NBC/WSJ, CBS polls: Americans tied on timing of SCOTUS appointment

posted at 10:41 am on February 18, 2016 by Ed Morrissey

It didn’t take long for Supreme Court Justice Antonin Scalia’s death to turn into a political football. It also didn’t take long for Americans to choose sides in the fight over the timing of his replacement. Two major media-based national polls show an even split among registered voters as to whether Barack Obama should choose a replacement in his last few months as president, or should allow the next president to use the voters’ mandate a year from now. First up, the Wall Street Journal reports on the results of their poll with partner NBC:

Americans are just as divided as politicians over whether the Senate should consider President Barack Obama’s forthcoming nominee for the Supreme Court vacancy created by the death of Justice Antonin Scalia.

A new Wall Street Journal/NBC News poll of registered voters found that 43% preferred the Senate to vote this year on Mr. Obama’s choice to fill the unexpected opening, while 42% said the position should remain vacant until 2017, when a new president could nominate a replacement. The remaining 15% had no opinion.

The survey found voters were split deeply along party lines, with 71% of the Democrats favoring Senate consideration of an Obama nominee and 73% of Republicans supporting no action until the next president assumes office.

Voters who identified as independent were almost evenly divided, 43% to 42%, on whether senators should take up a court pick this year.

Right on top of those results comes the CBS News poll, which shows almost exactly the same result:

Forty-seven percent would like to see the next justice appointed by President Obama before the election in November, while nearly as many, 46 percent, would like to see the new justice appointed by whoever is elected in November.

Views are highly partisan: 82 percent of Republicans would like to see the next president appoint Justice Scalia’s replacement, while 77 percent of Democrats want President Obama to make that appointment.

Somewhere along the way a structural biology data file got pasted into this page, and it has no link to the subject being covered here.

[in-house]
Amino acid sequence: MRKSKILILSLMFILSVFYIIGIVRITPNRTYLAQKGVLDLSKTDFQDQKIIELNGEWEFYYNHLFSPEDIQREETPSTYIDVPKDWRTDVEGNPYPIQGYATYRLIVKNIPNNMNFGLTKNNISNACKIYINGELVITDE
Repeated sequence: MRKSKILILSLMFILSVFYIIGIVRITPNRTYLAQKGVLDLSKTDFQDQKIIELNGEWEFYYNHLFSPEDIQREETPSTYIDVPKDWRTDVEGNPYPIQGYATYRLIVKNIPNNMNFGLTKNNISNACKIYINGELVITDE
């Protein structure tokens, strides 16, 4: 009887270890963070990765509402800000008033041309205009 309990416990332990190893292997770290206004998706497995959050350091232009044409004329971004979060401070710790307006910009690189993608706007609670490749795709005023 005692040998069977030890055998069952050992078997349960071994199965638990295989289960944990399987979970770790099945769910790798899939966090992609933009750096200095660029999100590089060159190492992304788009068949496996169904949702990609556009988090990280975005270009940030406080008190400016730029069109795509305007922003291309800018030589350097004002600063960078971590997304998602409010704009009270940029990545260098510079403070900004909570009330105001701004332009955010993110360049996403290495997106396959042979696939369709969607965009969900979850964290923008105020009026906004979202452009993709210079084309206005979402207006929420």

The virtual tie goes all the way down to independents in this survey as well, 46/43 in favor of an immediate nomination. In both polls, around one in five Democrats believe Obama should wait — rather surprising under the circumstances. No president has had the opportunity to reset the Supreme Court’s center since George H. W. Bush nominated Clarence Thomas, the New York Times reported today. Why should Democrats want to pass up that opportunity when they have it in their hands?

But the replacement of Justice Scalia with an Obama pick could alter the court far more than the replacement of Justice Marshall with Justice Thomas. Because of the current composition of the court, the replacement of Justice Scalia with a more liberal justice would alter the center of the court substantially.

Supreme Court scholars often talk about the “median justice,” who can help secure a five-vote majority on controversial cases. Currently, that median justice is Justice Kennedy, whose voting record has been ranked as weakly conservative in recent years — and as weakly liberal last term.

If Justice Scalia is replaced by a justice who votes with the court’s current liberal block, the new median justice will become Stephen Breyer, the most liberal median justice since 1937, when the scholarly rankings begin. If a justice more conservative than Mr. Breyer is confirmed, that new justice is still likely be the most liberal median justice in nearly 50 years.

The answer to the question, most likely, is that many people have a strong resistance to the idea of a president with only a few months left making that kind of a huge impact on the court — with no possibility for accountability on it. Partisan affiliations probably overcome that for most, but there is still a residual reluctance to see that kind of realignment, especially after the same president got slammed in the last mid-term election and his opposition now controls the Senate.

Whatever the reason, blocking the appointment is clearly not an extreme position at all. Republicans in the Senate should look at these results carefully and take heed.

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